Starr Tree Root Structures
Starr tree roots also grow normally until they reach the bottom or side
wall of the container. But then the root tip becomes pruned by exposure to
air and by dehydration.
The tree responds by activating dormant root buds close to the trunk to
produce more lateral roots. The tree also responds by making root growth
along the branch which was air pruned.
When any of these new growing roots reach the container wall, the process is
repeated, thereby creating a very fibrous root system. This root system
exists throughout the root ball. There are no circling roots at the
container wall or bottom, and no circling roots can be hidden within the root
As Starr trees are advanced in production to larger containers, root pruning
is continued without cutting or chemicals.
Starr trees have good visible trunk flare, appropriate for the species and
age of the tree, because care was taken at the initial planting of the cutting
or seeding in the first container and then again each time that tree was
replanted in a larger container as it advances in production.
The Four Stages of Starr Tree Growth
Within days after germination and before a seedling's tap root
reaches two-inches, seedlings are individually inspected, selected, and
hand transplanted into a cell of a production flat.
Cuttings are similarly individually inspected, selected and hand
Plants not meeting our standards for initial root development
structures, or initial stem development structures, are discarded.
When the tap root reaches the bottom of the cell it is air pruned.
When radiating roots reach the walls of the cell, they are air
When the plant responds by creating additional root structures which
grow to the cell bottom or wall, they are again air pruned.
The result is a root system that utilizes the entire root ball and
there are no circling roots within or at the edges of the root ball.
When inspection shows that root growth in the cell has produced the
desired root structures, but before the roots have fully utilized the
interior root ball, the tree is transplanted into a larger container.
The new container's space provides the additional environment needed for
continued good root growth.
This process is repeated until the tree reaches its specification size.
Stage 1 seedling ready to advance to Stage 2.
Please click on the above image to see more detail in a larger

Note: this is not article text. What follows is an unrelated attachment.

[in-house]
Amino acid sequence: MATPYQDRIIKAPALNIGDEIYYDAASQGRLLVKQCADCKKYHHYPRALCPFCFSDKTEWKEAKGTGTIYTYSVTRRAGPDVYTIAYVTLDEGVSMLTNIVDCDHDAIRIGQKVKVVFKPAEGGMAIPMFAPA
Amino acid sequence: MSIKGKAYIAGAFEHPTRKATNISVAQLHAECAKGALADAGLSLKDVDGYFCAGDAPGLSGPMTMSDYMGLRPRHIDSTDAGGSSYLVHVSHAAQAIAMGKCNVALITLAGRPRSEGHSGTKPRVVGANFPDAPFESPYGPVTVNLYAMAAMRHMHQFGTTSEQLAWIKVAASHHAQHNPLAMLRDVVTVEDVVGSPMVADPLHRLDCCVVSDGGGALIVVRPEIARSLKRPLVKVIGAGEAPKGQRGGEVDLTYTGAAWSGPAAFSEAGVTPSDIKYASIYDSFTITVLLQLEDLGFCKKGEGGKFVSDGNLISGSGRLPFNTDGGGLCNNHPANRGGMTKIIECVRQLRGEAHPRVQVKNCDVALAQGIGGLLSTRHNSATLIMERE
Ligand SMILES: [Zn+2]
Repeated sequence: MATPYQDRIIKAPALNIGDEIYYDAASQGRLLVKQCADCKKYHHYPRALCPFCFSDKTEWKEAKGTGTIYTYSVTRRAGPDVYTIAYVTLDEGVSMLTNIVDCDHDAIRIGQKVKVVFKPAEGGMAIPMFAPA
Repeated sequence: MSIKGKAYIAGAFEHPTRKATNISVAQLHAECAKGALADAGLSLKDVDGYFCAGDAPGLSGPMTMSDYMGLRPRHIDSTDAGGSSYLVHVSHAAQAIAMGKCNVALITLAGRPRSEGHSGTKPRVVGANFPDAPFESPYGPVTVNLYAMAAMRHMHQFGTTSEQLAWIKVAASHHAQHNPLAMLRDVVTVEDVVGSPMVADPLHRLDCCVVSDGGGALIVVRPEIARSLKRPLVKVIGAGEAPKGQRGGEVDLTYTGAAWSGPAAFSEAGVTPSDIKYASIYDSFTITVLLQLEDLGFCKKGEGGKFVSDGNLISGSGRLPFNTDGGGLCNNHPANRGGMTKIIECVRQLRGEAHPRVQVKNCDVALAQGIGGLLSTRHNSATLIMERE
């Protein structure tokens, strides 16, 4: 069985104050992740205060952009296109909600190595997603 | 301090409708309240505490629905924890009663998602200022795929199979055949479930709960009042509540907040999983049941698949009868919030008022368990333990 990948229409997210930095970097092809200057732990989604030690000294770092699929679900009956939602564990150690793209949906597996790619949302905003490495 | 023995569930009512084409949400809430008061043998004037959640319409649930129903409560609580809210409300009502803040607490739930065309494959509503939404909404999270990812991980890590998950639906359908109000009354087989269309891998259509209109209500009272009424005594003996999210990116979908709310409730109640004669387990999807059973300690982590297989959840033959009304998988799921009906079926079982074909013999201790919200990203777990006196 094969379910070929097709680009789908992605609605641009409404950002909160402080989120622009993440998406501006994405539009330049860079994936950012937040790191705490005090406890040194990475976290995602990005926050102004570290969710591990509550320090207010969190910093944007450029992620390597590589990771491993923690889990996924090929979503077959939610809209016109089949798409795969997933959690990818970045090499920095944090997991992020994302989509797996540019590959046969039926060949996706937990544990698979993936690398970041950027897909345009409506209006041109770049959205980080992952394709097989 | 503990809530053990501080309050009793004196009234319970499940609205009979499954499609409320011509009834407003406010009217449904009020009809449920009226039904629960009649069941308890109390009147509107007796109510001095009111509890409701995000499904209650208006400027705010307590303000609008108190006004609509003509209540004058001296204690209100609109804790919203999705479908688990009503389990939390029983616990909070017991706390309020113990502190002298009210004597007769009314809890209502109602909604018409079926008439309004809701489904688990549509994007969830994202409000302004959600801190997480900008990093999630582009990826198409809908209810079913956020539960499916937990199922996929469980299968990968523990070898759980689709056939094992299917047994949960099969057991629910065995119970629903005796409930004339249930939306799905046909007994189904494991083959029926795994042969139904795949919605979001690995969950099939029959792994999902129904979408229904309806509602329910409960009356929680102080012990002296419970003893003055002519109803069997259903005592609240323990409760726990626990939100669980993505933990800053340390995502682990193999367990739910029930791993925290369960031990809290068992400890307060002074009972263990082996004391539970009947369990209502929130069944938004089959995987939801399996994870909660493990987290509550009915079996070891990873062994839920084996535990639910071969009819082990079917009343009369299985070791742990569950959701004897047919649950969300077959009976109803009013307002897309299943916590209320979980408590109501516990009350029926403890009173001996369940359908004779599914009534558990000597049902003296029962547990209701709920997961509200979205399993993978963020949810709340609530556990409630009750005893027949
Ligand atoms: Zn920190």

Stage 2 Production Containers.
A tree is advanced to a larger container when its roots have
almost utilized the space in the existing container.
These containers use root entanglement, at the container's fuzzy
fabric interior wall, to
create a fibrous root system.
These are above-ground containers, and other containers are used for
Another type of production container.
This is another above-ground container and it uses air pruning to produce fibrous roots.
Containers can become quite large to support continued growth
for larger trees.
Please note the large width to height ratio of the
This follows the proportions of tree roots in nature, and it helps
the tree to become established quickly in the landscape.
Extremely fibrous root systems are produced.
Please click on the above image to see these root structures in a
larger sized picture.
These root systems grow rapidly into new soil when the
container wall is removed.
Part of one side of this container's wall was removed, and 6 inches of
new soil was added.
In three weeks, the additional soil was probed to show the rapid new
root growth. Click on the image to see a larger picture.
A tree was removed from its container and loaded on a
Note the fibrous roots.
Please click on the image to see more detail.
The root ball is still fully intact after the tree was
dropped about 5 feet off the ground.
Please examine a larger image by clicking the above image.
The very fibrous root system has held the root ball together.
This tree was planted and successfully became established in the
Starr tree's root balls are so fibrous that no tied burlap or metal
support is needed to hold the root ball together.
When tree approaches its desired size, final production methods are
then employed to bring the tree to its delivery specification.
Delivery specification may include such items as the customer deems
desirable: delivery date, caliper size, ball weight, anticipated holding
time between delivery and planting, transportation stacking method, root ball
covering, and anticipated landscape soil conditions.
Oak, 3" caliper
Another oak, 2.5" caliper
Crape Myrtle, multi-stem
Birch, 1.5" caliper
The fibrous root systems in a Starr tree allow the tree to become
rapidly established in the landscape.
These fibrous roots continue to grow outward from the trunk in all
directions. Proper moisture levels must be provided during this
With about 6 inches of new root growth at the outside perimeter of the root
ball, the tree will no longer depend upon the roots within the root ball for
survival and the tree will have become established.
A large tree spade was used to dig a recently planted Starr
Note the new roots in the landscape soil.
Please click on the image to see a larger image.
A hand shovel was used to remove side soil to show more new root
growth into the landscape soil.
Click on the above image to see more detail.
Here, forklift blades are used to extract a Starr tree planted in
the landscape soil the previous year.
The extracted root ball shows many new roots have grown into
the landscape soil.
Because the blades entered the soil close to the right side of the
ball, roots there were severed and left in the ground.
Please click on the image to see a larger image.